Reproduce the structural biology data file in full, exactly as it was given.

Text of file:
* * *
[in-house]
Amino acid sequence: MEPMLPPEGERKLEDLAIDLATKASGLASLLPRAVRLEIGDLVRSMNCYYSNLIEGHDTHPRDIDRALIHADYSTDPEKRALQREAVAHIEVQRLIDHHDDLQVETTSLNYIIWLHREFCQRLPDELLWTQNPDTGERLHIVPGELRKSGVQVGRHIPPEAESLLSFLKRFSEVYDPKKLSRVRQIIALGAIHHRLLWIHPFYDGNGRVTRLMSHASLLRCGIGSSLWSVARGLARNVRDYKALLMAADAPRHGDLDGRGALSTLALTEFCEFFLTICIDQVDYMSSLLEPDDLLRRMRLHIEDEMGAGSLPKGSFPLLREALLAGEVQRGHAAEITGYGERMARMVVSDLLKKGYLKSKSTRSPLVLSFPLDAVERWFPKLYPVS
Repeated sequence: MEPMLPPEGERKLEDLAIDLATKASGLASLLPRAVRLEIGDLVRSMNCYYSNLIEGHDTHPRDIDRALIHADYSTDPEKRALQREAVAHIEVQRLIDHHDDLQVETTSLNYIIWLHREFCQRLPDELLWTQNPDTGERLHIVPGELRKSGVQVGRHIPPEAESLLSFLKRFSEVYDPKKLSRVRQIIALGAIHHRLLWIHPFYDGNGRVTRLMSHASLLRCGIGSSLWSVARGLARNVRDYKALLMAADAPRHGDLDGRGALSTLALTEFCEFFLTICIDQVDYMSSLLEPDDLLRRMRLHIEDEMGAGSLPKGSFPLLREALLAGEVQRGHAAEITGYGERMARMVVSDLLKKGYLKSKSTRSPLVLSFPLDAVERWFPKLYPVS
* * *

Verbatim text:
[in-house]
Amino acid sequence: MEPMLPPEGERKLEDLAIDLATKASGLASLLPRAVRLEIGDLVRSMNCYYSNLIEGHDTHPRDIDRALIHADYSTDPEKRALQREAVAHIEVQRLIDHHDDLQVETTSLNYIIWLHREFCQRLPDELLWTQNPDTGERLHIVPGELRKSGVQVGRHIPPEAESLLSFLKRFSEVYDPKKLSRVRQIIALGAIHHRLLWIHPFYDGNGRVTRLMSHASLLRCGIGSSLWSVARGLARNVRDYKALLMAADAPRHGDLDGRGALSTLALTEFCEFFLTICIDQVDYMSSLLEPDDLLRRMRLHIEDEMGAGSLPKGSFPLLREALLAGEVQRGHAAEITGYGERMARMVVSDLLKKGYLKSKSTRSPLVLSFPLDAVERWFPKLYPVS
Repeated sequence: MEPMLPPEGERKLEDLAIDLATKASGLASLLPRAVRLEIGDLVRSMNCYYSNLIEGHDTHPRDIDRALIHADYSTDPEKRALQREAVAHIEVQRLIDHHDDLQVETTSLNYIIWLHREFCQRLPDELLWTQNPDTGERLHIVPGELRKSGVQVGRHIPPEAESLLSFLKRFSEVYDPKKLSRVRQIIALGAIHHRLLWIHPFYDGNGRVTRLMSHASLLRCGIGSSLWSVARGLARNVRDYKALLMAADAPRHGDLDGRGALSTLALTEFCEFFLTICIDQVDYMSSLLEPDDLLRRMRLHIEDEMGAGSLPKGSFPLLREALLAGEVQRGHAAEITGYGERMARMVVSDLLKKGYLKSKSTRSPLVLSFPLDAVERWFPKLYPVS